This feels good. I'm blazing up a long, straight hill in southern Spain, and the V6 engine is lapping it up. Overtake? Why not? Squeeze the accelerator and away we go, swishing serenely along to that V6 hum, no wind noise to speak of, not much road noise either. Life is pleasant in the Peugeot 407 Coupe.
As pleasant as it would be if this car had a German badge? That depends on whether your self-image is defined by brand. Don't forget that Peugeot was selling upmarket coupes, designed by Pininfarina, long before the affluent class felt it had to drive German to gain road-cred. Think of it as a kind of old-money coupe, not that many will.
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Inside, the 407 Coupe is as sumptuous, as deep in quality and as tactile in texture as anything German. The top GT version even has perfectly-stitched leather coverings for its clean-cut, handsome dashboard. All feels solid, all feels proper, including proper aluminium trim on doors and dash. The Coupes are made on a separate, slow-moving line at the factory in Rennes and they are meant to be much more special than the mainstream 407 saloons and SWs.
With which the Coupe has less in common than you'd think. The body is around two inches wider, as are the tracks, and no external panels are shared. The broader body adds considerable weight - top models break the 1700kg barrier - but is also extremely stiff, aiding refinement.
With past Peugeot coupes being designed by Pininfarina, including the gorgeous 406, you'd think the Italian maestro would have done it again. Indeed it tried, but this time Peugeot went for an in-house design. It's striking, certainly, but not beautiful; however the obligatory Ferrari references make their appearance in the form of three angled (and non-functional) vents just ahead of the front wheels and flanking that massive mouth. Very 275 GTB. They break up that expanse of overhang, too.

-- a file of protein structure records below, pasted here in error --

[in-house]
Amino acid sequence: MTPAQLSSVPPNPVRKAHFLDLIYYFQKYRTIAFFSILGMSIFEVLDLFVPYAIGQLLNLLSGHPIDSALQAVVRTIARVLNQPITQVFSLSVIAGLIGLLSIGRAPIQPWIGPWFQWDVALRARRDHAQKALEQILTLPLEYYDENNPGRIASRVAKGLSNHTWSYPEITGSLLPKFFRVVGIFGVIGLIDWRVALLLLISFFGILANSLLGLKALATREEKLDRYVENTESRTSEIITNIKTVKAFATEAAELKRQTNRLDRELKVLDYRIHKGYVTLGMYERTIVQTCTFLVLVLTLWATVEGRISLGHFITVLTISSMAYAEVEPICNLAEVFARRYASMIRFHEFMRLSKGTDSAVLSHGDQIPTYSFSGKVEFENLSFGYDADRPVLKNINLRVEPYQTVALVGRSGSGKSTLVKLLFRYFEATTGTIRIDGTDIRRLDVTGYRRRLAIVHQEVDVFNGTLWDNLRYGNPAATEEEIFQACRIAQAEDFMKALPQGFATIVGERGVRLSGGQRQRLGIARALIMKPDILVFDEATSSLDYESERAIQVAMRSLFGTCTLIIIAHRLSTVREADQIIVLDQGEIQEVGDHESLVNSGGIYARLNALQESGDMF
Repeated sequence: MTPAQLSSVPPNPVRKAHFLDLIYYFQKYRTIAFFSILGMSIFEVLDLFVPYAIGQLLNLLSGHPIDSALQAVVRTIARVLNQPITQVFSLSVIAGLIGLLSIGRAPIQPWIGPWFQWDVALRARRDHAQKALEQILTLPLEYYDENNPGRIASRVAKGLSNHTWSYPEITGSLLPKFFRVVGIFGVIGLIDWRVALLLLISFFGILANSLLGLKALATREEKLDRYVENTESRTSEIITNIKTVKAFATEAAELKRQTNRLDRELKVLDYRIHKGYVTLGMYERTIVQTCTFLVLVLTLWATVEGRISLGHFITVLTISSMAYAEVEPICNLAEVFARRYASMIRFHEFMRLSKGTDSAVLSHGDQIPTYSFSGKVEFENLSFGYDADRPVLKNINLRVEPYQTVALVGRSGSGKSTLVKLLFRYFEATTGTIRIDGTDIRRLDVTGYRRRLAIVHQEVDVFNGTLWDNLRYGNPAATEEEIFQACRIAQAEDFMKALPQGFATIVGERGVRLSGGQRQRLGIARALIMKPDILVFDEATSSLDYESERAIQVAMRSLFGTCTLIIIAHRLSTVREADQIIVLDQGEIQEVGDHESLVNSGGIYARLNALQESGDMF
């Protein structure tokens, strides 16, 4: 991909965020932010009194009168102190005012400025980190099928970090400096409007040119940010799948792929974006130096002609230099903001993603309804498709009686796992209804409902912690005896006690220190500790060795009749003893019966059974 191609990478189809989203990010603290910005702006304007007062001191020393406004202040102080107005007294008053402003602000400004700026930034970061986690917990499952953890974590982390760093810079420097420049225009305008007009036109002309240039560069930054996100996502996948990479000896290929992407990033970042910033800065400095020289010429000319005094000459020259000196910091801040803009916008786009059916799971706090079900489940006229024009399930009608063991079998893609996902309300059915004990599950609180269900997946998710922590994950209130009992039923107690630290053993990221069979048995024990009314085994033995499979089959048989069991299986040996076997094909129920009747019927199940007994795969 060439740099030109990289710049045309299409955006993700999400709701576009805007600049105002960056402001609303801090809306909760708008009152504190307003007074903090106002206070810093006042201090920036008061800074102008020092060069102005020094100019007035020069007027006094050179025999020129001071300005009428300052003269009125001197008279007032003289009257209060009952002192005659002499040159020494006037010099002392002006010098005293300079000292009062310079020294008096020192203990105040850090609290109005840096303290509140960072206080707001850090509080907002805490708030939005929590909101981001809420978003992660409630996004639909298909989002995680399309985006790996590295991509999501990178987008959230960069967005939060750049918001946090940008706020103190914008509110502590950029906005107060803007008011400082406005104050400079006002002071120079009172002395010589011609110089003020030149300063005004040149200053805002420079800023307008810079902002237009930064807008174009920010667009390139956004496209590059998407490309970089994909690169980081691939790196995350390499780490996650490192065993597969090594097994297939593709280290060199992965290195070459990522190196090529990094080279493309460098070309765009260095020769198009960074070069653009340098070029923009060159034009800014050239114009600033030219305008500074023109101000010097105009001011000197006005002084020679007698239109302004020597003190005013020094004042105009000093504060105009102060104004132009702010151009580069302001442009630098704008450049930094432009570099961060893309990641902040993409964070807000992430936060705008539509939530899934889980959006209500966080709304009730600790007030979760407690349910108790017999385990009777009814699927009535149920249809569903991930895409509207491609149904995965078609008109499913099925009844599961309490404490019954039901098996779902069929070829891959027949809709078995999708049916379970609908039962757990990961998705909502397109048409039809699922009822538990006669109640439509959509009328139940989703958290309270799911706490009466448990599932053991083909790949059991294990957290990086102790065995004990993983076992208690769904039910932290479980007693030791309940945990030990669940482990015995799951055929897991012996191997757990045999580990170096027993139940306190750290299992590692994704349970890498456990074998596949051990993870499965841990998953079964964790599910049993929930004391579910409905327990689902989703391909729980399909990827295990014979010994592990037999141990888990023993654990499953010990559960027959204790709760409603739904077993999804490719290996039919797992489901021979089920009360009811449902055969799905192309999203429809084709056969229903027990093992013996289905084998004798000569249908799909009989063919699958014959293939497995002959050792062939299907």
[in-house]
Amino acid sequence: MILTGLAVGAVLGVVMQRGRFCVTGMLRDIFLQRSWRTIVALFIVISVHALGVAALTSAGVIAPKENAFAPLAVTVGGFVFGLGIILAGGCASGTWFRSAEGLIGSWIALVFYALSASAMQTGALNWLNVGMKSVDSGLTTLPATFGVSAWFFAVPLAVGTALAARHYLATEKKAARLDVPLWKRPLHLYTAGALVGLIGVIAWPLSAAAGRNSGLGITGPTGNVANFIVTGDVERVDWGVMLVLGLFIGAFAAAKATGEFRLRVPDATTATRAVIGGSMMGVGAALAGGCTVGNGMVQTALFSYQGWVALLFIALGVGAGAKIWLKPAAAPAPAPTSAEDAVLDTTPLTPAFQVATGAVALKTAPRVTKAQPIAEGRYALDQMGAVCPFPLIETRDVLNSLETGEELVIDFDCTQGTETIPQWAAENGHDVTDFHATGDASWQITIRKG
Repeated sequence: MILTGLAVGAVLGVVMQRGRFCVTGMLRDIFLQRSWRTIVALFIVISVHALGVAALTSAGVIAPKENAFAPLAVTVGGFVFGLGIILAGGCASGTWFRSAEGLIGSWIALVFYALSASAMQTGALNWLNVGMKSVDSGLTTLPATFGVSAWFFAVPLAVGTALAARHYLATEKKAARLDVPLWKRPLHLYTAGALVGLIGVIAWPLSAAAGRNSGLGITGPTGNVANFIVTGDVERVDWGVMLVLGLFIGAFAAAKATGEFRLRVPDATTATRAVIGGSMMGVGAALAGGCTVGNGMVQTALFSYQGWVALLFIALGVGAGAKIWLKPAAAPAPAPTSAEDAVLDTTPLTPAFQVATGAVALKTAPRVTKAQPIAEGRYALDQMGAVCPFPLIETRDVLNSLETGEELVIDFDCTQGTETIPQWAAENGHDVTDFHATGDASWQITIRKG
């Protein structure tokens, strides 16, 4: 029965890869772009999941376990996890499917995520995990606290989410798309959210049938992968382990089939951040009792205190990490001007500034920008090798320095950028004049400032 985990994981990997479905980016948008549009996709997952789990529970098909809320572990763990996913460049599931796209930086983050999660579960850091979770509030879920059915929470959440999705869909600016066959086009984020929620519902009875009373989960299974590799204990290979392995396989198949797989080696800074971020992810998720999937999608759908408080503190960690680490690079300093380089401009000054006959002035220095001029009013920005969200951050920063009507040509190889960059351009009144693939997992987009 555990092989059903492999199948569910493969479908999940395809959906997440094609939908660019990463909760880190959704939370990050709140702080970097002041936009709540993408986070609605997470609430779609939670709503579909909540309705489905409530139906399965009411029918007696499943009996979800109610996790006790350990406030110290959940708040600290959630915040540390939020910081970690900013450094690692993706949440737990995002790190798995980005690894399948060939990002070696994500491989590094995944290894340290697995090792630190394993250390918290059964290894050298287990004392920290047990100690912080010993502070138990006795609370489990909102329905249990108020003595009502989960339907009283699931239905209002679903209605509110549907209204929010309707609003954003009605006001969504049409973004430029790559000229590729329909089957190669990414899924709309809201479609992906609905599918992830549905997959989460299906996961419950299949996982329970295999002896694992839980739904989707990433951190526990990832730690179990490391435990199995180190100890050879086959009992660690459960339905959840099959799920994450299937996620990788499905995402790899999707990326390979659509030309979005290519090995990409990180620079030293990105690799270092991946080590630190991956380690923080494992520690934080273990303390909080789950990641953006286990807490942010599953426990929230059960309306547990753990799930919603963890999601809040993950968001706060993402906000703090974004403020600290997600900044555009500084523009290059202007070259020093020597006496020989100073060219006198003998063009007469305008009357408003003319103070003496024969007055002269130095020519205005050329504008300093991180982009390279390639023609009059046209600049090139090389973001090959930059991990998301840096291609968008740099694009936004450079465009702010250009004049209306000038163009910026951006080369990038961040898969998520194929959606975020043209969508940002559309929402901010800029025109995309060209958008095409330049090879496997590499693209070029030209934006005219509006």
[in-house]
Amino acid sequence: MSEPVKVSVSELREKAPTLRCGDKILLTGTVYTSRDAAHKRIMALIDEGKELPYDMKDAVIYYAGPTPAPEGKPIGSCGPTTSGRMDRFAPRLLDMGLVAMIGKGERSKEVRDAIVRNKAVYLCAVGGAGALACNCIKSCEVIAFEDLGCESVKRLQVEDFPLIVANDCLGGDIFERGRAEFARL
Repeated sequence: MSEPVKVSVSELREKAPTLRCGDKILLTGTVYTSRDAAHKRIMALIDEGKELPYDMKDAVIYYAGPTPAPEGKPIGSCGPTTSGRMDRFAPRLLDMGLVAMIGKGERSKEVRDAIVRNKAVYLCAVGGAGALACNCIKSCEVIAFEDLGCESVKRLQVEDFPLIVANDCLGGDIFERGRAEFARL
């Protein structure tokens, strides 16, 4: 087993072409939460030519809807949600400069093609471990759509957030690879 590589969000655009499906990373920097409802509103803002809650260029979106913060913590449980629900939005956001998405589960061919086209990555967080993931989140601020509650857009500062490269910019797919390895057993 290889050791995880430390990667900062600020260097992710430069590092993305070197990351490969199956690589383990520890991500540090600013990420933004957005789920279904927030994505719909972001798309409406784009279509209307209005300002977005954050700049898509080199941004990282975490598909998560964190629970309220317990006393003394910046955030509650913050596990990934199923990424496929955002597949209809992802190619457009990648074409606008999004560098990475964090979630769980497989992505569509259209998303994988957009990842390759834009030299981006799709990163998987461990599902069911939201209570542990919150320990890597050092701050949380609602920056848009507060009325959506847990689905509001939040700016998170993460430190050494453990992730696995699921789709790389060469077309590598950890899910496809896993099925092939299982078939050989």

Our V6 is a six-speed Tiptronic automatic, and the ready availability of 330lb ft of torque means you might as well let the autobox do its work. Twin turbos help the thrust overcome the weight, and thanks to the low noise levels it's easy to drive far faster than you thought you were driving. Besides, the engine fades after about 4500rpm. Didn't I mention it's a diesel?
That rev-ceiling and, from the outside, a metallic-sounding idle really are your only clues. The particle filter means you don't even get any smoke. This joint-venture PSA-Ford diesel is the same one that Jaguar uses, and the 407 Coupe shares the active engine-mount idea that makes the XJ6 TDVi so astonishingly quiet. You can hear that it's a V6, but a diesel? No, neither from inside nor out.
All of which is embarrassing for the petrol V6, which really needs more power. As it is, you need to work it hard and it's curiously unsatisfying. The mushy initial throttle response is the problem, making smooth, flowing gearshifts a random act.
That said, there's hope for the manual V6. It's a little less nose-heavy, so keener to change direction, and the extra control of engine torque with a manual lets you adjust the cornering balance more accurately. You can feel some passive rear-steer as you turn, while the front wheels grip hard and resist understeer. The steering is short on true feel, as you'd expect, but it's accurate and quick.
These V6 Coupes also have active dampers, fidgety in 'sport' mode but serene and well-controlled in 'normal' mode with its nine instantly-altering stiffnesses. While major ridges catch the suspension out, otherwise it's as impressive as that of the first 407 saloons was tiresomely turbulent. Both hardware and software have evolved since then.
There's also a 2.2-litre, 163bhp Coupe, but clearly the 2.7 HDi diesel is the engine of choice. Badge snobbery will be a snag, though: 'The problem is going to be getting people to try one,' says UK marketing manager Andy Sutton. He's so right.
|Engine||V6, 2720cc, 24v, twin-turbo diesel|
|Max power||205bhp @ 4000rpm|
|Max torque||330lb ft @ 1900rpm|
|Top speed||143mph (claimed)|